Acta Scientific Clinical Case Reports

Letter to EditorVolume 2 Issue 6

Dentophobia - An Overview and Management

Haritma Nigam1* and Manisha Parpiyani2

1Assistant Professor, Department of Oral Medicine and Radiology, Pacific Dental College and Research Centre, Udaipur, Rajasthan, India
2Intern, Pacific Dental College and Research Centre, Udaipur, Rajasthan, India

*Corresponding Author: Haritma Nigam, Assistant Professor, Department of Oral Medicine and Radiology, Pacific Dental College and Research Centre, Udaipur, Rajasthan, India.

Received: April 19, 2021; Published: May 24, 2021

Citation: Haritma Nigam and Manisha Parpiyani. “Dentophobia - An Overview and Management”. Acta Scientific Clinical Case Reports 2.6 (2021): 35-37.


  Dentophobia i.e. dental fear may result into reduced dental care services and we deal with this in our dental offices very often. It is one of the commonest problem which we come across in our dental offices. Henceforward, for such patients appropriate proven rehabilitations should be implemented which can be benefitted for both patients and dentist. The current literature gives an insight view regarding such patients and their management.

Keywords: Dental Fear; Stress; Dentophobia


Dentophobia (dental fear) is a “unique phobia with special psychosomatic components that impact on the dental health of the odontophobic persons” [1].

  In our dental practice, procedures involving needles arouse most fear and invasive procedures like subgingival scaling, deep probing, fillings, extractions and root canal are associated with more pain therefore apprehensive patients do not visit the dentist. Such carelessness eventually come out as a bad consequences like poor oral health, dental caries, poor periodontal status therefore more of missed out teeth [2,3].

Henceforth, objective of a dentist should be at diminishing the anxiety and fear as a result of which patients should be positively driven for upcoming dental visits.

The current literature gives an insight overview of the etiology of dental anxiety, approaches to recognize and manage dentophobic entities in dental office.

  Causative factors: Dental fear is considered to be multifactorial in origin.10Some commonest factors may include previous negative or traumatic experience, especially in childhood, indirect learning from anxious family members, provoked by sensory triggers such as sights of needles, noises of drilling, fear of pain, blood-injury, mercury poisoning and radiation exposure [4,5].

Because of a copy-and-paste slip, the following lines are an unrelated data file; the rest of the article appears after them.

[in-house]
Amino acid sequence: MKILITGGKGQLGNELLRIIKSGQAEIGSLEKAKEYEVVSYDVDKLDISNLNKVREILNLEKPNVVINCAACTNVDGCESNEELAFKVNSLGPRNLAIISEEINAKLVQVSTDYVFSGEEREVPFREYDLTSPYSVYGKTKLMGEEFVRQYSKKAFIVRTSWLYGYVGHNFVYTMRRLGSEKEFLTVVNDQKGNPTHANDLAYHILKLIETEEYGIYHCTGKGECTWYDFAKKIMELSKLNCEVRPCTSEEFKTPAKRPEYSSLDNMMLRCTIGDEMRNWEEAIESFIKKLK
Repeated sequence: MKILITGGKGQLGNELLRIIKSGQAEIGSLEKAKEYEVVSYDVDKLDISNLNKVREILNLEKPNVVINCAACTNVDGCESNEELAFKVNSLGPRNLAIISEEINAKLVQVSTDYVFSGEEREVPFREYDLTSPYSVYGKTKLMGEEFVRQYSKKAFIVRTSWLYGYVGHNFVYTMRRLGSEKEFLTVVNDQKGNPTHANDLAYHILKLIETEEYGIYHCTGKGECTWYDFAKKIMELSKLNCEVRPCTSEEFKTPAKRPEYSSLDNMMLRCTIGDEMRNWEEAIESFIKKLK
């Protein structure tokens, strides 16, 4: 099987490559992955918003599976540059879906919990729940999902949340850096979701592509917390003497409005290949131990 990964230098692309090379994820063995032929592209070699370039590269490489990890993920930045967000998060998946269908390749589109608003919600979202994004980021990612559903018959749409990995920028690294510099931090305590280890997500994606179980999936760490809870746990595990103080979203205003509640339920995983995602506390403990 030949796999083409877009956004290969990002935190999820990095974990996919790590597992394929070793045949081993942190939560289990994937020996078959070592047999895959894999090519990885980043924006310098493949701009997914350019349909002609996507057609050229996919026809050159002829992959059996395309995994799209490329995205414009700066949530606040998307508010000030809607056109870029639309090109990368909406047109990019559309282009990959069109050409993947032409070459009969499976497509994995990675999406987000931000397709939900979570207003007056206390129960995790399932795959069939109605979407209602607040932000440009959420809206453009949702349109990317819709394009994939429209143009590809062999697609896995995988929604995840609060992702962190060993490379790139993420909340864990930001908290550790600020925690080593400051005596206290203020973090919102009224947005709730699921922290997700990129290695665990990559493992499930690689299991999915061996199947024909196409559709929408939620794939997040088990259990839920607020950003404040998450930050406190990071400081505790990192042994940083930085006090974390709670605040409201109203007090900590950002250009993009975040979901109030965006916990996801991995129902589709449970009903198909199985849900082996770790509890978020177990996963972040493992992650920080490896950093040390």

Management of dental anxiety

As the etiology for dental anxiety is multifactorial, there is no single therapy for management:

  • Proper assessment of the patient and distinguishing their source and level of tension.
  • Completely informed about the procedure in a simpler, friendly approach.
  • Give moral help and confirmation during the procedure [6].
  • Avoid negative phrasing [7].

Extra approaches to set up an office climate incorporates:

  • Playing charming music.
  • Walls decorated with relaxing banners and pictures.
  • Waiting room tables with a variety of reading options.

Psychotherapeutic management

    1. Behavior-management techniques: To change unwanted behavior through the process of learning. The strategies involved are:
      1. Relaxation techniques: Stress reaction can be reduced by profound breathing and muscle unwinding when practiced routinely.
      2. Guided symbolism: It is a brain body work out, wherein patients are instructed to build up a psychological picture of a lovely, relaxing up experience that deliberately manages their concentration to accomplish unwinding, accordingly lessening nervousness [8].
  • Biofeedback: It is also a brain-body technique. They use instruments to quantify, intensify, and feedback physiological data to the patient being observed.
  1. Acupuncture: It is a simple, inexpensive treatment modality, wherein the illness is treated by embeddings needles at different points on the body, known as needle therapy points [9].
  2. Distraction: Distraction is a useful technique of diverting the patient’s attention from what may be supposed to be an unpleasant procedure by giving patient a short break, visual and auditory distraction, such as background music, television sets, computer games, and 2-D and 3-D video glasses for watching movies [10].
  3. Enhancing control: Telling the patient what to expect and it includes Tell-show-do technique and modelling [11].
  1. Cognitive therapy: Cognitive treatment strategies center around changing and rebuilding the substance of negative perceptions and improve command over the negative contemplations by support, adjusting assumptions, interruption [12].